First teach your dog how to catch. Catching is a great game to play to help work through distractions. But, it takes time for dogs to learn how to catch, especially small treats. So catch is the first order of business and this may take a lot of time for your dog to master.

Proximity Magnet


This is the ultimate in proximity - both with skill and value!

This takes focus, body awareness, and practice, practice, practice! But with time, you will have a dog that will know how to stay by your side, move with you easily no matter which direction you turn and move, and have the skills necessary for heeling.

This is crucial for any dog going into service or any type of assistance work.

It will also come in super handy when maneuvering your dog through crowded places or moving through a narrow space.

*Playing the Paws On Advanced (Pivot) Game first, before working this game - it makes it easier because your pup has learned some back-end awareness and practice in pivoting.

Proximity Magnet Outside


Generalization of behavior is very important, and outside and when you are out and about - this is where it really matters, so you must play where it matters.

Make sure before taking this next step, that your dog can do Proximity Magnet inside without using furniture to guide the dog when going backwards.

This requires a lot of focus, so take it slow. Play short games and then release your pup to play. Mix this game in with other games to havevariety and fun - variety is the spice of life, right?

When you want proximity like a "magnet," cue your pup to your side, like with the Finish cue. This also must be released! So make sure to use your Premack cue to release your dog. Your dog may choose to go sniff, or run or play, or he might choose proximity again! That's when you know you really accomplished the value of proximity with your dog! This does not happen overnight. This comes with lots of game play.

*Remember to get proficiency inside first before taking the game outside.


Fine Tuning


Still having trouble with pulling? Need better focus from your dog? Still having loose leash walking woes?

Fine tuning is all about those particular behaviors that still perpetuate pulling, or lack of focus. 

Many times dogs know how to walk nicely when looking at their handler, but the moment they look forward, they shoot ahead. Some get stuck in shooting ahead and then coming back again - what I call "yo-yo" dogs.

Sometimes it's about distractions - the nose to the ground and the joy is sniffing that causes the dog to be in their own world, pulling ahead or to the side, or lagging behaind or stopping every 20 feet. Or it might be the hyper-vigilant that is environmentally sensitive that causes the dog to lose focus and pull ahead, because you are no longer in their mental picture.

Sometimes it's about the anticipation or an impeding distraction, because it is part of the "routine." The anticipation can be just as exciting or just as scary as the actual distraction itself.

This video helps to fine tune behavior so that your dog learns focus, impulse control, and better reliability with Loose Leash Walking.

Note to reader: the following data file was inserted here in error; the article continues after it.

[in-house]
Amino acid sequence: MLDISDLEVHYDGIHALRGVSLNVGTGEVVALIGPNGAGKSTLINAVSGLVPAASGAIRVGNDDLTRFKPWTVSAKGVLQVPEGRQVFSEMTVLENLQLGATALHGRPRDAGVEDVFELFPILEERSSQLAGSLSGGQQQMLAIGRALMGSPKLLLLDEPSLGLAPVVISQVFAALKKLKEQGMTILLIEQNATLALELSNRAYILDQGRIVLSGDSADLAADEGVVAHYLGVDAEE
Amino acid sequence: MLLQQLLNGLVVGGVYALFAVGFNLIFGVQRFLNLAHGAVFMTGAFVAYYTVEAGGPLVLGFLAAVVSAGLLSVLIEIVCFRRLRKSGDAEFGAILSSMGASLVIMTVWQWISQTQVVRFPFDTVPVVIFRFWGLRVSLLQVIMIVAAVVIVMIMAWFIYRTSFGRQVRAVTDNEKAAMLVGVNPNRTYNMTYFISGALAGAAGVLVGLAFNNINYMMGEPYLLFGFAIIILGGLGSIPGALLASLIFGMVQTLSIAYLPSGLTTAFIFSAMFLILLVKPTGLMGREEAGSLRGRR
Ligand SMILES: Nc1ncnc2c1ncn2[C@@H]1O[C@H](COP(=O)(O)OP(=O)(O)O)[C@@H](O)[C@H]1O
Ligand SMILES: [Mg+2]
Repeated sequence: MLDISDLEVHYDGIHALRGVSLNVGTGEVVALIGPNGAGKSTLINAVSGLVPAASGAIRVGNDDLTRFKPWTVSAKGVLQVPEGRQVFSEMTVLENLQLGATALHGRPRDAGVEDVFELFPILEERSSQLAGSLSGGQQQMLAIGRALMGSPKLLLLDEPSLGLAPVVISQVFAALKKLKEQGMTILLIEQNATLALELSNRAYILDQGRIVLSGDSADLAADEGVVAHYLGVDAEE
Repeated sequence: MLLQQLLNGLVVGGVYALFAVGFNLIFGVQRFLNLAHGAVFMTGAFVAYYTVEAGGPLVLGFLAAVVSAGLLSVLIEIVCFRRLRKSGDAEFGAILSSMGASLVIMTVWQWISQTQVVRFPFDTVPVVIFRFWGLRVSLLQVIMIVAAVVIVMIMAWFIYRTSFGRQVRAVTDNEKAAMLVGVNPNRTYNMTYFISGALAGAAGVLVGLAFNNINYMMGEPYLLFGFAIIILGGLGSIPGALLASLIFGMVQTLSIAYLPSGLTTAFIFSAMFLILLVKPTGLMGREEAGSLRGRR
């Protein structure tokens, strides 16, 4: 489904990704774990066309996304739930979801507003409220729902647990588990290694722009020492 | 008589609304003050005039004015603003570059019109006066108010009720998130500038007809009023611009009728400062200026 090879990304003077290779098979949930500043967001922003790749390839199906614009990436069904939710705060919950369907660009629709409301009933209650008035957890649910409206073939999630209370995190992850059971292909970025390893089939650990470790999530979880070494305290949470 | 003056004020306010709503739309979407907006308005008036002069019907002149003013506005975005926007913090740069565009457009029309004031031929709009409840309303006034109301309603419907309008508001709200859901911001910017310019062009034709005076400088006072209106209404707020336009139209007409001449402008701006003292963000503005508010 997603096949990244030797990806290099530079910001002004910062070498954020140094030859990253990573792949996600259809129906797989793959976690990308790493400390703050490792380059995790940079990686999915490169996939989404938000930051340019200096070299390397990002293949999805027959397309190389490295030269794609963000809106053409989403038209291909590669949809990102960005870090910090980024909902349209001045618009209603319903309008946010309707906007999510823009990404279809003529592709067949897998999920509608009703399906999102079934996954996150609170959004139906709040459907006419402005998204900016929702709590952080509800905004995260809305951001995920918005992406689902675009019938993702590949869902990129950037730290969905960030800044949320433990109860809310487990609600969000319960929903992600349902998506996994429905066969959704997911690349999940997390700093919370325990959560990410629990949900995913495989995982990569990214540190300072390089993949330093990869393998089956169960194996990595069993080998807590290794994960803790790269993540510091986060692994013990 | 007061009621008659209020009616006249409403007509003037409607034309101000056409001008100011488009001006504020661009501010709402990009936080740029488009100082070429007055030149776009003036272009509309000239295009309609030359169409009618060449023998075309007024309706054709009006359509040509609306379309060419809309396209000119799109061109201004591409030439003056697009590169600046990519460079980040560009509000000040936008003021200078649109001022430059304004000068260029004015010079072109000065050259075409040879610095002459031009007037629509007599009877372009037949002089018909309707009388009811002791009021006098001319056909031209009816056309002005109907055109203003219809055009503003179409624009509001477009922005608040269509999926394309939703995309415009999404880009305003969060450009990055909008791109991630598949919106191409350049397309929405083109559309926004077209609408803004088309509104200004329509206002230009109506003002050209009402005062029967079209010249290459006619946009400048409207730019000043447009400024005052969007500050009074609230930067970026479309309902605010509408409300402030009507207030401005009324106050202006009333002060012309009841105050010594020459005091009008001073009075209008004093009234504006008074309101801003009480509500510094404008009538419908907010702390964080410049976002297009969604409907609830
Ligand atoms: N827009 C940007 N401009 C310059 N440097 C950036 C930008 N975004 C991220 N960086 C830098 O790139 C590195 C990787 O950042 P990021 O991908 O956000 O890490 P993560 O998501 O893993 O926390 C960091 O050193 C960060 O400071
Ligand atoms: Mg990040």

Heel Basics

Generally speaking, people talk about need to teach a dog how to "heel," although 95% of the time you just want your dog to walk with manners and on a loose leash - which we call loose leash walking.

But heeling looks cool. So, even though you may not be competing in rally or obedience, I am providing you with the stepping stones for teaching a good heel.

A true heel requires good focus and concentration. It involves a dog focusing (with eye-contact) the entire time, walking at the owner's side right next to the leg, which is very demanding of a dog. This is not easy to teach! It requires a lot of practice for each individual step. Things easily fall apart if rushed. So here is the starting point for the basics of the cue.

You have many games that have already taught the foundation for heel... and more games that will help support it for the future...

Heel First Steps


Now that the basics of position are clear and polished, it is time to take those first steps. This is where the trouble can start, because people want to take too many steps right off the bat. So this video breaks it down, step by step, to create better positioning, following, and focus.

You want your dog to anticipate when you stop, not when you move.

Don’t allow the dog to jump up at the baited hand. Only reward when the dog stays in the heel position.

Practice until the dog can stay in the heel position and focus on youwhile moving for 20-30 step-stop (sit) until released.

If the dog drifts out of position, try working along a couch or in a hallway along the wall. When you are ready to generalize the behavior a wall or fence can help you with initially positioning outside.

Remember to reward the dog right at your left leg.

A little side note...  "BY ME" vs. "HEEL"

I don't use the heel cue in real life situations, it's only for the competition ring. But this is because of my life with my dogs. Yours may be different...

There are times when I am going to want my dog closer to me and right next to my side - like when passing someone on a walkway, navigating through a crowd, or when something is going by like abiker or skateboarder. Then I want is a loose heeling behavior I call "By Me." This looser version of heel does not require the precise positioning and focus as heel, but it still accomplishes the same thing... "Be right next to me when I ask and remain there until I release you."

You may choose to do this too. Or you might call this your heel. Training is for you! What you want and how you want it. Everyone hastheir own version, so do what works for you.

Heel First Steps Outside


Now that the basics of position are clearer and your dog is auto-sitting, staying at your side and remaining focused for each step until released, it is time to take those first steps and practice outside.

Generalizing the behavior before moving on to new challenges is key. This is where the trouble can start, because focus is far more difficult outside. So this will require plenty of practice!

Don't be too quick to start "walking." Focus is key and you build that through short distances - just a couple steps at a time!